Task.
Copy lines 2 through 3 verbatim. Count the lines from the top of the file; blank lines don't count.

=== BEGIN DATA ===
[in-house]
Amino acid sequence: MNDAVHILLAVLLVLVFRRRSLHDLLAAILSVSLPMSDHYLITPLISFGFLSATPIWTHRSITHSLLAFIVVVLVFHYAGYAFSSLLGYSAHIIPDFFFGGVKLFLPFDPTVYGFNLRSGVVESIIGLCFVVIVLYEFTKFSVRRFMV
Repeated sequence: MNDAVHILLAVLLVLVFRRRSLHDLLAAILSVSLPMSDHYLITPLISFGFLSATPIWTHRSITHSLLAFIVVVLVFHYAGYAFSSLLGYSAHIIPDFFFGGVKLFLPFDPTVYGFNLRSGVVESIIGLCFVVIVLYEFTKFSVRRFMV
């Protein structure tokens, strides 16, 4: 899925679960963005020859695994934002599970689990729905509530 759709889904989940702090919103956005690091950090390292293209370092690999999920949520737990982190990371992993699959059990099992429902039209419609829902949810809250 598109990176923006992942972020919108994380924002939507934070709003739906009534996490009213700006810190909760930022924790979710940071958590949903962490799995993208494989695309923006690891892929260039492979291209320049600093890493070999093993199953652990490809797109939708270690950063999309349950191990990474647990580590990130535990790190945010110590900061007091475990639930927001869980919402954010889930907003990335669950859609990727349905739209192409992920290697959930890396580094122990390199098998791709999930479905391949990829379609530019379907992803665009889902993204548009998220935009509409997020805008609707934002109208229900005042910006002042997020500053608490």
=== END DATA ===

Amino acid sequence: MNDAVHILLAVLLVLVFRRRSLHDLLAAILSVSLPMSDHYLITPLISFGFLSATPIWTHRSITHSLLAFIVVVLVFHYAGYAFSSLLGYSAHIIPDFFFGGVKLFLPFDPTVYGFNLRSGVVESIIGLCFVVIVLYEFTKFSVRRFMV
Repeated sequence: MNDAVHILLAVLLVLVFRRRSLHDLLAAILSVSLPMSDHYLITPLISFGFLSATPIWTHRSITHSLLAFIVVVLVFHYAGYAFSSLLGYSAHIIPDFFFGGVKLFLPFDPTVYGFNLRSGVVESIIGLCFVVIVLYEFTKFSVRRFMV